Monday, December 24, 2012

Christmas Eve and The Tipping Point

Merry Christmas.

I wish us all great sales this holiday season.

That out of the way, Joe Konrath posted his yearly resolutions and I'd like to respond with my own take on the state of epublishing.  It's true that I derived a push from reading Konrath in last 2008.  I tested the waters with Impossible Charlie/now Dream Horse, which I had already self-pubbed with Lightning Source earlier that year.  At that point digital was pretty much nothing.

And it grew fast.  So fast most of us can't keep up.

Where are we now?  There are millions of books for people to choose from and millions more will flood in next year as backlist books are added.

Just write a great book, publish it and write the next.  Rinse and repeat and repeat and repeat. 

That's what we hear and I don't believe it right now.  If you're Konrath and have a fanbase fine.  Sure there are outliers like EL James who comes along and makes a huge impact.  But the thing with her is that she had a fanfic fanbase already. 

So I sat down and said "How can I better understand this market and how to get attention over the din and the sheer tsunami of books crashing in upon all of us?"  I went back and read Malcolm Gladwell's The Tipping Point.  He explained it pretty clearly.  It boils down to word of mouth.

Here's the reality.  You can write all the great books you like but if you don't light the fire under readers who then start telling each other "This is great!  You have to read this NOW!" you will be as unnoticed and unappreciated as someone who wrote dreck.  So yes, go write that great book.  What's step 2?  Go write another book?  Or get that first book to some readers?

It's your choice.  It's your career.  These are your books.  If you think having a shelf-full of ebooks is the way to go, do that.  It could work.

Here's another plan.  Flog that book.  I know a romance writer who flogs her work like crazy and it works.  She's a good writer and she should be read.  She makes sure people are aware of her.  She advertises, does book tours, gets reviews and does freebies.  She makes her books visible.  She puts them in front of the audience with a vengeance.  She twitters constantly.  She told me she doesn't care if it bothers some people, she'll redouble her efforts.

I've been reading about the life of Ruth Harriet Louise a portrait photographer in the silent era of Hollywood.  They flogged every movie, they flogged every actor.  They sent out tons of publicity photos.  Someone wrote in and asked for a photo of Norma Shearer, they got one.   There were fan magazines whose only reason for existence was to put actors in front of the public.  The interest was created.  People bought the magazines to see the stars, to get fashion tips from the stars, to read concocted rumors of the stars' lives and to go to the movies to see the stars.  The studios didn't let up for one minute.

You have to get people to know you're there.  Get them talking about your books.  Sure make it easy to find you with the best keywords and all your search engine techniques.  Have great covers.  Have great blurbs.  Don't stop there.  It's not enough.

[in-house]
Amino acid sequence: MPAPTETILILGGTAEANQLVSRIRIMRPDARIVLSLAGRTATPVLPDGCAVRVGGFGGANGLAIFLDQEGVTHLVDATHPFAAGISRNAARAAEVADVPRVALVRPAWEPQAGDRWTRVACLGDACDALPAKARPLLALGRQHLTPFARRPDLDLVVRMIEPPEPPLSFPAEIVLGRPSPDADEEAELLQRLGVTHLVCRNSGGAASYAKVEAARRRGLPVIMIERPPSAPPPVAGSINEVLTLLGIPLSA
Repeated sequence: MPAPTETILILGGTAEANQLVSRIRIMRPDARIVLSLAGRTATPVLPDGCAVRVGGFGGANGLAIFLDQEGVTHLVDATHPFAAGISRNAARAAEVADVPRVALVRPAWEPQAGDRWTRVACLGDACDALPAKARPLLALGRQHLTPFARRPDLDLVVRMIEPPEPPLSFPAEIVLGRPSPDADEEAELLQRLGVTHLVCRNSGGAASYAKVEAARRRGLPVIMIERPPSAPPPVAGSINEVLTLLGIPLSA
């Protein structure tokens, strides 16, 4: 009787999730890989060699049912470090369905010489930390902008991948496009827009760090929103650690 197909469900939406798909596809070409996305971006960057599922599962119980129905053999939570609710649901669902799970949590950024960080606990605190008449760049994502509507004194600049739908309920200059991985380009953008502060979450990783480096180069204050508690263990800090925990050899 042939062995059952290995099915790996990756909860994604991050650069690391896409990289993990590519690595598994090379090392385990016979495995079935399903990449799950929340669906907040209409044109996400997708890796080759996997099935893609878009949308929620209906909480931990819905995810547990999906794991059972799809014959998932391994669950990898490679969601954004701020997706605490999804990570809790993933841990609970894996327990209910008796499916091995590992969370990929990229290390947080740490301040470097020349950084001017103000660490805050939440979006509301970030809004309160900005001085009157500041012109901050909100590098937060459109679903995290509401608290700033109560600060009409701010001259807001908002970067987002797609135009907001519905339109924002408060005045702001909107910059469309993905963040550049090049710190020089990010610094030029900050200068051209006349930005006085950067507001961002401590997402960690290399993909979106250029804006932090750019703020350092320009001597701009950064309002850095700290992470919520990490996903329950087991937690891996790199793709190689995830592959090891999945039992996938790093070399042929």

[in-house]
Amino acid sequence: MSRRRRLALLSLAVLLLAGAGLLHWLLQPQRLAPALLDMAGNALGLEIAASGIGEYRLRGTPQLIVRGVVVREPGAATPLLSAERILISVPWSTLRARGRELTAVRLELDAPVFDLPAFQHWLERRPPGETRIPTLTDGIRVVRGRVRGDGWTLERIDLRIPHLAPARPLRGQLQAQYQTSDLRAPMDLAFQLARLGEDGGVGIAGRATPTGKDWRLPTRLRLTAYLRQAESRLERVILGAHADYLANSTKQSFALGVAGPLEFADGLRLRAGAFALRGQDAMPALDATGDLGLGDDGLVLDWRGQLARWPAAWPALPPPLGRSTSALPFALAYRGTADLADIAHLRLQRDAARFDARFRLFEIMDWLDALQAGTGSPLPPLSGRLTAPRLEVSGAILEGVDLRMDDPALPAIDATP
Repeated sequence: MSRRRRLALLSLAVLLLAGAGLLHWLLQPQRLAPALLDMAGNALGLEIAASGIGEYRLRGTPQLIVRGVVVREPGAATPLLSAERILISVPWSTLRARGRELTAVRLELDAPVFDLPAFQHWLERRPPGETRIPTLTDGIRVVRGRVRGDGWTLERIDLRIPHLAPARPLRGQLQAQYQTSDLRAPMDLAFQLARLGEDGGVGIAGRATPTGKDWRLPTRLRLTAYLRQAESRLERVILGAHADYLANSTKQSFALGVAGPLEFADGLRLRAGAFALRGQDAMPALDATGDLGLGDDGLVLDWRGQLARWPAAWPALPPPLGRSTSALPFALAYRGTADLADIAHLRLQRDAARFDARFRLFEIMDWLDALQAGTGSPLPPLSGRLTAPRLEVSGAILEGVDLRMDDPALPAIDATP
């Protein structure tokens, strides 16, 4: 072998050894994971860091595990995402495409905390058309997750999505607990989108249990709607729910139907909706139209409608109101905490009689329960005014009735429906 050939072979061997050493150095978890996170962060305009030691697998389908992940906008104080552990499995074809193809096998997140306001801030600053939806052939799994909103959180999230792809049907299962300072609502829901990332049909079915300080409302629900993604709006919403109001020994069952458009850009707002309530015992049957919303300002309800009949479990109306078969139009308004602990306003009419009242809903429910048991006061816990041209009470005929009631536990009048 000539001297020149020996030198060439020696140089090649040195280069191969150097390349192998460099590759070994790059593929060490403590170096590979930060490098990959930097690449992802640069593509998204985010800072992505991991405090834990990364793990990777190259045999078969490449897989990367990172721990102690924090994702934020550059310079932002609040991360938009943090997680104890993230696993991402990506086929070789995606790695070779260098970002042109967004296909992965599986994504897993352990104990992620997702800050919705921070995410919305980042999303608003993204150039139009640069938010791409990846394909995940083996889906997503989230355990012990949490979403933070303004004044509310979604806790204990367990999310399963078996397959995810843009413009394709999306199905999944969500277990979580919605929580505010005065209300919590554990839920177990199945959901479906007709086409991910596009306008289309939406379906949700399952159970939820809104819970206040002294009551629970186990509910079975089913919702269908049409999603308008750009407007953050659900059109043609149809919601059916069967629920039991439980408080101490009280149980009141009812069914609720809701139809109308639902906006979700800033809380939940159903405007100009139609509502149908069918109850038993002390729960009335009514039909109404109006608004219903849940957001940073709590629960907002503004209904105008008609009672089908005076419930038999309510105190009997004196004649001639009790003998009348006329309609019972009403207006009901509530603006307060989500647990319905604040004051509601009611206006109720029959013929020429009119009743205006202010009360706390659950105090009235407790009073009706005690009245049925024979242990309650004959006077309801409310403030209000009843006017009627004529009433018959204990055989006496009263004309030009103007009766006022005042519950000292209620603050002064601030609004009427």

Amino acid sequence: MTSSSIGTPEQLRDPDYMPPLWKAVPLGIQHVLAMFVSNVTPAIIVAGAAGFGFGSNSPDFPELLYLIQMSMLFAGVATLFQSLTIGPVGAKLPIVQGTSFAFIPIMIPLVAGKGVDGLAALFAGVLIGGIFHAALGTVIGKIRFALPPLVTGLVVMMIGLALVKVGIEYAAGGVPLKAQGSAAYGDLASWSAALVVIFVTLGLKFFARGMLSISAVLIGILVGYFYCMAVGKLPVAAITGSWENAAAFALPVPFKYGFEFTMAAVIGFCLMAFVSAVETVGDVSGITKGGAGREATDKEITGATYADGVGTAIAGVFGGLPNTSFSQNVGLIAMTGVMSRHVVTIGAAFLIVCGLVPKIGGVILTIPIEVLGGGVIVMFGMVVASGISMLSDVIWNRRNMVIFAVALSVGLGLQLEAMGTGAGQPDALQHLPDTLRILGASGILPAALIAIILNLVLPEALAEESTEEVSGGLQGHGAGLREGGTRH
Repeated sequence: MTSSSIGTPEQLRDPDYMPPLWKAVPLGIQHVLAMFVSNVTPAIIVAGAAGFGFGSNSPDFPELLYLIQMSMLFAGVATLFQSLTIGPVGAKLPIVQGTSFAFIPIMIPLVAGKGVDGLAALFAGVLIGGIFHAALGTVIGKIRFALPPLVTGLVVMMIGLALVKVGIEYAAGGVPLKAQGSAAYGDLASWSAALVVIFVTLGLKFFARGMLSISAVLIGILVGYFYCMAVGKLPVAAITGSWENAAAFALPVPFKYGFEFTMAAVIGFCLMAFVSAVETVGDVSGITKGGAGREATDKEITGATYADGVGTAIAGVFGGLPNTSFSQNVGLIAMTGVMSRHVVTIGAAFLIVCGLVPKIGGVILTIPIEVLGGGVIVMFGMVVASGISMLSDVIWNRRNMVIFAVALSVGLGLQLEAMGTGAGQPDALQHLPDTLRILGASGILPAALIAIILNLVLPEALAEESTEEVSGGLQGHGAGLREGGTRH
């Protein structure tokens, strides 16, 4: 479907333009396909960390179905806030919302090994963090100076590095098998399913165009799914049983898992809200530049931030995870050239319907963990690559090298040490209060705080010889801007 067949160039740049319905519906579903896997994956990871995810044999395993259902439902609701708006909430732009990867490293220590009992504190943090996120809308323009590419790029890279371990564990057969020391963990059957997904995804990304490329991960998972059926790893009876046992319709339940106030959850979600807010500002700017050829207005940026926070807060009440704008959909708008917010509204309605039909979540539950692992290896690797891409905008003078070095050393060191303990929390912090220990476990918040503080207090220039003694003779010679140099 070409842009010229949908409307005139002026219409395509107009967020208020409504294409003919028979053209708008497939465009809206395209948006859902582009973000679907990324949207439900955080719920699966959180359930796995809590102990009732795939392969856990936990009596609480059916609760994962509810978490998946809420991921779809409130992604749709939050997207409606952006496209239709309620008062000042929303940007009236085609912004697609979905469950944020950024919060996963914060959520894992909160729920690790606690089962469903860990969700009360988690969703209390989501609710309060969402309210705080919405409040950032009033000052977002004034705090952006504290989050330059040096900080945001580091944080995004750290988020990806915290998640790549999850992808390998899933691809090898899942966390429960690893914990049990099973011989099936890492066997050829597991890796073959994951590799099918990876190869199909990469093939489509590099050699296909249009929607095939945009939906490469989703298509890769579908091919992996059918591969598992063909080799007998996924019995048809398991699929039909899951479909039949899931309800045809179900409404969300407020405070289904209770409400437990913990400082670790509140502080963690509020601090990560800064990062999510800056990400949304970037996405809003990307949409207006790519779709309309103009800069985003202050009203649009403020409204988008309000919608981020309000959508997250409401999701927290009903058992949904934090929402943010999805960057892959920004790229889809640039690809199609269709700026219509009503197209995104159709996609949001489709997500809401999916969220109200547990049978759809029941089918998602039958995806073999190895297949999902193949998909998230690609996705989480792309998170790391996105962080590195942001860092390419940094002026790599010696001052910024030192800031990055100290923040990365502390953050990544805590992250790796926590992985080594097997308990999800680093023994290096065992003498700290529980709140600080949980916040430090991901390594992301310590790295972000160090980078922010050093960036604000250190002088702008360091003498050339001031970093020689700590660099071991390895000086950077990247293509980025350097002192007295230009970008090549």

And I'm not at all convinced (which is putting it nicely) that spamming on Facebook will help.  You are probably reaching more writers, not readers.  I have seen no proof that readers depend on Facebook to tell them what to read.  Maybe there are a couple pages with websites or blogs elsewhere that are influential but I can't tell you which those are.

I do know it's going to get harder to do as this year goes along so start gearing up.  You have even more work to do than before.


Jim Self said...

A lot of writer "self-promotion" is very inbred. Why that's useful, I don't know.

I agree that the advice to just write, write, write sounds fishy. Like you say, some people get a breakout book with very little promotion, and people take that to mean it isn't necessary or even useful.

It is pretty clear that breaking into self-pub today is much harder than it was two years ago. Back then you just had to be decent and promo at .99 once in a while. Konrath got in the game with a bunch of good titles early, and now the Amazon algorithms do the promo for him.

What people don't seem to get is that the internet is like a bookstore the size of my hometown. Some parts get a ton of traffic and sales. Some are so far from notice that no one ever, ever goes there. Their quality really doesn't matter if they're never seen.

I think the best bet is what Lindsay Buroker did. Work your butt off to sell the first 1k copies, and offer a freebie. Then you can profit from cranking out books.

The Hostess with the Mostest said...

I so rarely agree completely but I did with your comment, Jim.

This is much more difficult now than two years ago and it will get more difficult because of numbers.

I had Amazon algorithms work for me 2 years ago and it was like being touched by the Magic Wand. The moment the wand was pulled back, my sales plummeted and never returned.

I like the analogy of the town. There's the main street and there's the part of town people think of as riff-raff.

Search engines will do just so much for you, but still they're sorted. So if you have a novel with a medical bent, how many thousand are going to come up? How does the customer sort thru them? They'll look at the ones on top who already have the best sales, chose one and move on.

Jim Self said...

I'm hoping the big ebookstores are going to articulate their subcategories a bit more. As it is, if you want to read steampunk, you have to wade through a bunch of non-steampunk to find it. Or dark fantasy, or others. These are very different from other "epic fantasy" stories, just like paranormal romance is different from Anne Rice. The new world of business is all about serving a niche, and the current search systems at ebook retailers aren't catering to that.